Preuett used three different weapons to cover the vast expanse of shallow reeds, pads and bushes: A 3/8-ounce Treeshaker Shaker Blade matched with a 3 1/2-inch Creme Reel Scremer swimbait or a 5-inch Reel Scremer covered water, while a homemade prop bait came in to make precise casts next to likely areas fish would spawn.

 

5. Melvin cranks a canal

Veteran FLW angler Sandy Melvin of Boca Grande, Fla., was fresh off the top 10 in the T-H Marine FLW Bass Fishing League (BFL) event the week prior, and momentum carried over to this event.

Melvin implemented a one-two punch of starting in Uncle Joe’s Cut to get a limit before heading out to a spawning area in the lake to check for fish pushing shallow with slowly warming water.

“The cold water in the lake had the fish not wanting to bite,” Melvin says. “That’s why I started in the canal, because I knew I could get bit. I also knew that at any moment the lake could turn on, which I why I would go check it after I got a limit. I figured the canal could get me to day three, which is what I wanted, but the wave never pulled up. I caught 40 fish on the final day, but no females. If we had one more day it would have been good.”

Melvin didn’t get wild with baits and needed just a Lucky Craft LC 1.5 square-bill and a Texas-rigged Bitter’s Skip Shad in watermelonseed to trick fickle Okeechobee bass.

 

6. New slows down in South Bay

Bryan New picked up right where he left off after a top-10 finish at the Costa FLW Series Championship last November.

“I was fishing in South Bay where I got two bites in practice,” says the Belmont, N.C., pro. “It was the best-looking thing I had, and I’ve caught them in there before.

“I started fishing the eel grass out in the open, but after a while, I moved to the reed clumps and caught a good one flipping. From then on I did that for the rest of the tournament.”

A Texas-rigged, weightless Damiki Stinger pitched on a 7-foot, heavy-action Fitzgerald Stunner HD rod with 20-pound-test P-Line fluorocarbon was his main choice to shallow reeds. Later in the day, once the sun came out, he flipped a Damiki Air Craw on a 5/16-ounce weight to the heart of the clumps on a 7-foot, 3-inch, heavy-action Fitzgerald Stunner HD rod with 50-pound-test P-Line braid. With warmer water on the final day, he pulled out a Greenfish Tackle TAT – which he threw on the same rod as the Stinger – but with 17-pound-test P-Line monofilament.

 

7. Oligschlaeger is a one-rod wonder

Lance Oligschlaeger stuck to the Harney Pond canal after catching an 11-pounder there in practice – and who would blame him?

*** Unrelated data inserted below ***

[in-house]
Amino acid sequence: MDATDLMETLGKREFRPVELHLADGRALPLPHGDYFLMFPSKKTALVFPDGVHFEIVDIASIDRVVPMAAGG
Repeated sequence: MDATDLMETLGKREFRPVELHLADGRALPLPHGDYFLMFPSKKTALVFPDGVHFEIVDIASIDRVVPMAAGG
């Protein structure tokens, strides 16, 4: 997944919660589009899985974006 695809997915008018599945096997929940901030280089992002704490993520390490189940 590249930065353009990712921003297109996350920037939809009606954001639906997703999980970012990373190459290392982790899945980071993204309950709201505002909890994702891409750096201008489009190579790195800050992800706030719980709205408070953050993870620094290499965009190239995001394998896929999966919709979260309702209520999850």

He weighed in 14-6 on day one with just four bass – all of which he caught in the final hour of fishing after spending the earlier part of his day on what he thought would be a “limit spot.” On day two, he committed to the same area and caught 16-4. The magic ran out on the final day, but it was still a solid event for the Gallatin, Tenn., pro.

“There were a lot of places in the canal that looked good, but I’d look at my Lowrance for places where the contour lines got tighter together,” says Oligschlaeger. “The tight contours are where there was a harder bottom. Most of the bottom in the canal had a bunch of slim on it, but those hard areas were pretty clean.

“There was also a lot of bait around the hard bottom places. For the big bites, you needed to be around the bait.”

Oligschlaeger went old-school in his cranking approach, opting for a Rapala Risto Rap, which are now discontinued. The one he used also happened to be the only one he had with him, so when the bill broke off the body in practice, things looked grim. Fortunately, he super-glued the bill back on and it made it through the entire event.

 

8. Parsons keeps it simple

David Parsons hasn’t had the best relationship with Okeechobee through the years, but a small 100-yard patch of hydrilla and lily pads in South Bay cured that.

“The Sunday before the tournament I went out and killed them in that spot,” Parsons says. “I had probably 20 bites, but the rest of practice was terrible. I just went back to it, Power-Poled down and stayed there all day.”

Despite having at least 20 boats around him the first two days, he still caught limits worth 12-8 and 13-15 to establish himself as one of the more consistent anglers in the top 10.

In true Okeechobee fashion, Parsons threw a Gambler Big EZ or a Yamamoto Senko with a 1/8-ounce weight.

 

9. Google Earth leads Hall to honey hole

Billy Hall of Greenback, Tenn., did his homework to find a hidden gem all to himself.